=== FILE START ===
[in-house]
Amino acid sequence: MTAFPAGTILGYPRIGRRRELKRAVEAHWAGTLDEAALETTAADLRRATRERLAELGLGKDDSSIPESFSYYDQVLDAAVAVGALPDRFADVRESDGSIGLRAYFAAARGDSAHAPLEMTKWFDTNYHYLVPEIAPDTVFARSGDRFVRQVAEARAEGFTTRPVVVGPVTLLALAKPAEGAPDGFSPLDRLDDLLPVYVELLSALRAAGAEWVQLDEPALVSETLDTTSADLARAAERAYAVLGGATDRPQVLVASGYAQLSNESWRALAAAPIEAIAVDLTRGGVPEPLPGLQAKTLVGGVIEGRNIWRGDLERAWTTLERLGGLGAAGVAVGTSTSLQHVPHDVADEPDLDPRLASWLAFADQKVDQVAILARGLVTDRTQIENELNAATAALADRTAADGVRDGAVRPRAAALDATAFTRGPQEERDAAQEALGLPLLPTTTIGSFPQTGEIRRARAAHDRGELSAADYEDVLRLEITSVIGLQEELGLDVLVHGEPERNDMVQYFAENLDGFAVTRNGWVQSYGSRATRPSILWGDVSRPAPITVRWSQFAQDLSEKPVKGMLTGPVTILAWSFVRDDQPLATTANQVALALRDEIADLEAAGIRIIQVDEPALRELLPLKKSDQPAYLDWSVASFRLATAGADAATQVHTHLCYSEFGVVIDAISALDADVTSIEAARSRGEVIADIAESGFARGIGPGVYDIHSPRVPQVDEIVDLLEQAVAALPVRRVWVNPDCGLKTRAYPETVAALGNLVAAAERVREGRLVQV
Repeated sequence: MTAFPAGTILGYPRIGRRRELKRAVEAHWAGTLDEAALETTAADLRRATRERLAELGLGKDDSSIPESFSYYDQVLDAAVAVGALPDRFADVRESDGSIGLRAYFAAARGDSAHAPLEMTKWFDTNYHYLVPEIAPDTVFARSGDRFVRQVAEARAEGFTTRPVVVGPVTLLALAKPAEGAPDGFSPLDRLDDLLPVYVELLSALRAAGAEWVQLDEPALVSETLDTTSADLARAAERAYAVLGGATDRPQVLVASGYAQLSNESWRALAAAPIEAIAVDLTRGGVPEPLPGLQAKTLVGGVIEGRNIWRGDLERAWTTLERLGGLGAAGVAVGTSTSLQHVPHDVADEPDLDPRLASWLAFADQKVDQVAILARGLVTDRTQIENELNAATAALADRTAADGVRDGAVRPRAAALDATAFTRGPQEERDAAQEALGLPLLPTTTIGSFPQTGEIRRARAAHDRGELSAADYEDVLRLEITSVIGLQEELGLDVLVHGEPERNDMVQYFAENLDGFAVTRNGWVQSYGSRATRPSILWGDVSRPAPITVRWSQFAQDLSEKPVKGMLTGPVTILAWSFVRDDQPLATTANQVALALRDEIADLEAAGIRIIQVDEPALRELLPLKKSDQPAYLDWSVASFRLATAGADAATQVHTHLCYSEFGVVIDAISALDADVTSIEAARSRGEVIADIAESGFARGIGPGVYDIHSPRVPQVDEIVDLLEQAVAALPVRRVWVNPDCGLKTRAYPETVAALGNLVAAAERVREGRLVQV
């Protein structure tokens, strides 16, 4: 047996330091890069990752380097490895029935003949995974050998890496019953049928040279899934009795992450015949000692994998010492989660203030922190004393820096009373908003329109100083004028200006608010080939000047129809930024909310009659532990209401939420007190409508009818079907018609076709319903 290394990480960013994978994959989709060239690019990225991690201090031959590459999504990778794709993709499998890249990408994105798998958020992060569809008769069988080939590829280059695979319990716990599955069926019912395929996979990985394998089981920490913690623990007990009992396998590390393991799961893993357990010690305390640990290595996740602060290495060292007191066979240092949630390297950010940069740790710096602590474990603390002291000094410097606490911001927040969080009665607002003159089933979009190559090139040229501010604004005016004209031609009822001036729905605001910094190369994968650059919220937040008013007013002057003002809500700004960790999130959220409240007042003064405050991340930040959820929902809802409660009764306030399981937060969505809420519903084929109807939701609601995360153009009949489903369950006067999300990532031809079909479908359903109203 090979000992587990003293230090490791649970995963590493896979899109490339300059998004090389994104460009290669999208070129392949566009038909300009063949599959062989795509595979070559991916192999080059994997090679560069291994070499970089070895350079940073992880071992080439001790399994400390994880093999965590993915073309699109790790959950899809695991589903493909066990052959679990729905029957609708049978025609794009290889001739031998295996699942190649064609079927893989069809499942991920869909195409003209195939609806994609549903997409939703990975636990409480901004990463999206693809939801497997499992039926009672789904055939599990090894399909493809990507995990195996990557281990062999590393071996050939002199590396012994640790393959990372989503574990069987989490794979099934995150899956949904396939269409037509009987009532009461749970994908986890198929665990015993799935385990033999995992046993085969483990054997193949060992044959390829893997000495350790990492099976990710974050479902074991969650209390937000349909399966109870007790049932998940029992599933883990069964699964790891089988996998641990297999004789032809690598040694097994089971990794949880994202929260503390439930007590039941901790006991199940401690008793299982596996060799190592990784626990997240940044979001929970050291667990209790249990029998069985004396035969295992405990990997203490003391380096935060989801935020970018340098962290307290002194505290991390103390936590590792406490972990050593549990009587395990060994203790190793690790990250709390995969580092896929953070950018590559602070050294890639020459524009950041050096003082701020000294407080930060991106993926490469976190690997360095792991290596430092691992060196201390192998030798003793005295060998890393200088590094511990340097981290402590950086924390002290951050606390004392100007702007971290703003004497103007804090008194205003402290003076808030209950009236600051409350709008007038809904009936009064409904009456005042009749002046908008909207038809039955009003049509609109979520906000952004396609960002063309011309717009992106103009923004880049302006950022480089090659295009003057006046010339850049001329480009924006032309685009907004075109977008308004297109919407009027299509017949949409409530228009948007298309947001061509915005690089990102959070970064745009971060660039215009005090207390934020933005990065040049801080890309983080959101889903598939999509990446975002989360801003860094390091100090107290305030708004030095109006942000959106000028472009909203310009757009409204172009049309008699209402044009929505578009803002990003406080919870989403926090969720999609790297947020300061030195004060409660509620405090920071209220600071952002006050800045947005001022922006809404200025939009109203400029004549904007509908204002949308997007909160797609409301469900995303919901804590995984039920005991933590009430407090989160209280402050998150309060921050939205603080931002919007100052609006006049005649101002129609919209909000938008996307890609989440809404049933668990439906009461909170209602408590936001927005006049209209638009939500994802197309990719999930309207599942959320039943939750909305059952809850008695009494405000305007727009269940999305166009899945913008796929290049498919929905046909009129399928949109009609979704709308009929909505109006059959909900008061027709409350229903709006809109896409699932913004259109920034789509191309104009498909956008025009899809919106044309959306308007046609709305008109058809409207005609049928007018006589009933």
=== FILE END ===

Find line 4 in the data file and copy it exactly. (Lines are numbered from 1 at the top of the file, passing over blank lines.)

């Protein structure tokens, strides 16, 4: 047996330091890069990752380097490895029935003949995974050998890496019953049928040279899934009795992450015949000692994998010492989660203030922190004393820096009373908003329109100083004028200006608010080939000047129809930024909310009659532990209401939420007190409508009818079907018609076709319903 290394990480960013994978994959989709060239690019990225991690201090031959590459999504990778794709993709499998890249990408994105798998958020992060569809008769069988080939590829280059695979319990716990599955069926019912395929996979990985394998089981920490913690623990007990009992396998590390393991799961893993357990010690305390640990290595996740602060290495060292007191066979240092949630390297950010940069740790710096602590474990603390002291000094410097606490911001927040969080009665607002003159089933979009190559090139040229501010604004005016004209031609009822001036729905605001910094190369994968650059919220937040008013007013002057003002809500700004960790999130959220409240007042003064405050991340930040959820929902809802409660009764306030399981937060969505809420519903084929109807939701609601995360153009009949489903369950006067999300990532031809079909479908359903109203 090979000992587990003293230090490791649970995963590493896979899109490339300059998004090389994104460009290669999208070129392949566009038909300009063949599959062989795509595979070559991916192999080059994997090679560069291994070499970089070895350079940073992880071992080439001790399994400390994880093999965590993915073309699109790790959950899809695991589903493909066990052959679990729905029957609708049978025609794009290889001739031998295996699942190649064609079927893989069809499942991920869909195409003209195939609806994609549903997409939703990975636990409480901004990463999206693809939801497997499992039926009672789904055939599990090894399909493809990507995990195996990557281990062999590393071996050939002199590396012994640790393959990372989503574990069987989490794979099934995150899956949904396939269409037509009987009532009461749970994908986890198929665990015993799935385990033999995992046993085969483990054997193949060992044959390829893997000495350790990492099976990710974050479902074991969650209390937000349909399966109870007790049932998940029992599933883990069964699964790891089988996998641990297999004789032809690598040694097994089971990794949880994202929260503390439930007590039941901790006991199940401690008793299982596996060799190592990784626990997240940044979001929970050291667990209790249990029998069985004396035969295992405990990997203490003391380096935060989801935020970018340098962290307290002194505290991390103390936590590792406490972990050593549990009587395990060994203790190793690790990250709390995969580092896929953070950018590559602070050294890639020459524009950041050096003082701020000294407080930060991106993926490469976190690997360095792991290596430092691992060196201390192998030798003793005295060998890393200088590094511990340097981290402590950086924390002290951050606390004392100007702007971290703003004497103007804090008194205003402290003076808030209950009236600051409350709008007038809904009936009064409904009456005042009749002046908008909207038809039955009003049509609109979520906000952004396609960002063309011309717009992106103009923004880049302006950022480089090659295009003057006046010339850049001329480009924006032309685009907004075109977008308004297109919407009027299509017949949409409530228009948007298309947001061509915005690089990102959070970064745009971060660039215009005090207390934020933005990065040049801080890309983080959101889903598939999509990446975002989360801003860094390091100090107290305030708004030095109006942000959106000028472009909203310009757009409204172009049309008699209402044009929505578009803002990003406080919870989403926090969720999609790297947020300061030195004060409660509620405090920071209220600071952002006050800045947005001022922006809404200025939009109203400029004549904007509908204002949308997007909160797609409301469900995303919901804590995984039920005991933590009430407090989160209280402050998150309060921050939205603080931002919007100052609006006049005649101002129609919209909000938008996307890609989440809404049933668990439906009461909170209602408590936001927005006049209209638009939500994802197309990719999930309207599942959320039943939750909305059952809850008695009494405000305007727009269940999305166009899945913008796929290049498919929905046909009129399928949109009609979704709308009929909505109006059959909900008061027709409350229903709006809109896409699932913004259109920034789509191309104009498909956008025009899809919106044309959306308007046609709305008109058809409207005609049928007018006589009933």